When power trumps principle, inevitably there are casualties. The process to replace Dominique Strauss-Kahn as IMF managing director has been a sham. While the process of appointing Christine Lagarde has damaged the IMF’s credibility, she now has the power to restore the fund’s credibility and transparency.
Unlike the US, Britain, Germany, France and Japan, which speak only for themselves on the IMF board, Australia holds a unique position in the fund as it also represents multiple developing countries’ interests. As a broker between developed and developing countries, Australia should fly the flag for institutional reform during Lagarde’s tenure.
World leaders have been too quiet about the disfranchisement of emerging markets and developing countries in this process. Oxfam is on the ground in many countries dependent on IMF assistance, working to alleviate poverty and social inequality, which often have been exacerbated by conditions the IMF attaches to its loans. IMF policies have an enormous impact on developing countries, so it is important they have a say in the decisions that affect them.
One such decision for Lagarde is what to do with the nearly $US3 billion the IMF unexpectedly received from the sale of its gold reserves last year. Oxfam says this money must be directed to where it is most needed and where it will have the most impact, without harmful conditions. That means channeling the excess profits to poor and vulnerable citizens of developing nations.
We are concerned European IMF board members want to bury the funds in the books of the institution where they hold disproportionate power.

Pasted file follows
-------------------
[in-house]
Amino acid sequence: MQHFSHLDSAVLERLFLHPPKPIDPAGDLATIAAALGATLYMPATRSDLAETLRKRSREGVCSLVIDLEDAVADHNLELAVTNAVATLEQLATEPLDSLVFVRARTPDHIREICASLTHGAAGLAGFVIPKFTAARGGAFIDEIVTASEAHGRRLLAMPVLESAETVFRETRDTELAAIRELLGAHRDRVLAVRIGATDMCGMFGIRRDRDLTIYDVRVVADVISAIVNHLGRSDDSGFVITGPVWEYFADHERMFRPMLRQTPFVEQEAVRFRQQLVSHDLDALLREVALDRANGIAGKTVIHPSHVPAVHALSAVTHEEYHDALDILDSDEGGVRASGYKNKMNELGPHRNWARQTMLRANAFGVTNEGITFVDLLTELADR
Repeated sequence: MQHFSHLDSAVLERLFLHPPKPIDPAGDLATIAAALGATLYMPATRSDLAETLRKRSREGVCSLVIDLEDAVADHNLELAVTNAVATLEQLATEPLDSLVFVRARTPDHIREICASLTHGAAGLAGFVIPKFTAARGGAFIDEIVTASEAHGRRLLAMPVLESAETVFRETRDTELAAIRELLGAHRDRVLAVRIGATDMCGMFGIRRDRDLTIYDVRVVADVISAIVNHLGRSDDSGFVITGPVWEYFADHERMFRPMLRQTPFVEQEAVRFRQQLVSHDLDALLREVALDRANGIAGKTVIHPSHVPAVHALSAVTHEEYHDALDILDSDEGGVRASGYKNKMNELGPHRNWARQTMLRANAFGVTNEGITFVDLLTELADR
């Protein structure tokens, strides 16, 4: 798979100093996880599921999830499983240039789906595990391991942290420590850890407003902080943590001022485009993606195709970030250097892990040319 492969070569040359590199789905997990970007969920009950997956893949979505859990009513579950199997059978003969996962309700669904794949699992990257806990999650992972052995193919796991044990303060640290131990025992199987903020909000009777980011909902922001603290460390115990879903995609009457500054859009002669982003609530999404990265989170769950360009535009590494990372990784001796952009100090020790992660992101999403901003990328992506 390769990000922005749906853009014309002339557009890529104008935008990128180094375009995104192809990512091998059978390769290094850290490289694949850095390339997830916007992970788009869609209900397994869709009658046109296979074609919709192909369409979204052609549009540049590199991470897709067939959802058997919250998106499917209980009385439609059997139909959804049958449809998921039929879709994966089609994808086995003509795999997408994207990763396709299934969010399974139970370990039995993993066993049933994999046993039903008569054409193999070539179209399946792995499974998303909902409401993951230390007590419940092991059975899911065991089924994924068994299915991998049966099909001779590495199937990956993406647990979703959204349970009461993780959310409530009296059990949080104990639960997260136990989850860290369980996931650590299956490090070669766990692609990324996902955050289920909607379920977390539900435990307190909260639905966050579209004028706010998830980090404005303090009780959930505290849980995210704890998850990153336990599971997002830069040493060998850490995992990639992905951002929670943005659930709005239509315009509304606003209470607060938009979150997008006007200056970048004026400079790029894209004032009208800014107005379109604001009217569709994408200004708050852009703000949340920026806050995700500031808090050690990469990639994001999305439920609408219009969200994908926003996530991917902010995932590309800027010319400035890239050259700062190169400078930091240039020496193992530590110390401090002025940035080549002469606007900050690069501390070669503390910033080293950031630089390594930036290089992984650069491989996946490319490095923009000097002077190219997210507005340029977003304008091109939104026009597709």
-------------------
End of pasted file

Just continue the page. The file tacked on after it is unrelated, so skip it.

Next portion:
It’s another reminder that the time has come to end the outdated gentleman’s agreement that consolidates European control of this key global institution.
A number of European economies are on the edge of collapse, and many around the world are struggling with rising food and fuel prices, so the IMF’s role in shoring up international monetary stability is more critical than ever. The world needs an IMF with legitimacy and authority.
The role of IMF first deputy managing director, traditionally filled by a US national, will fall vacant next month. This could present a chance to fix the democratic deficit in the IMF’s governance. Allowing emerging markets a say that accords with their rising influence will benefit the institution.
Lagarde has the power to bring about real change at the IMF. She must accelerate reform to loosen Europe’s stranglehold on the executive board, and gives other member countries more voice.
This opinion editorial was first published in The Australian on 1 July 2011.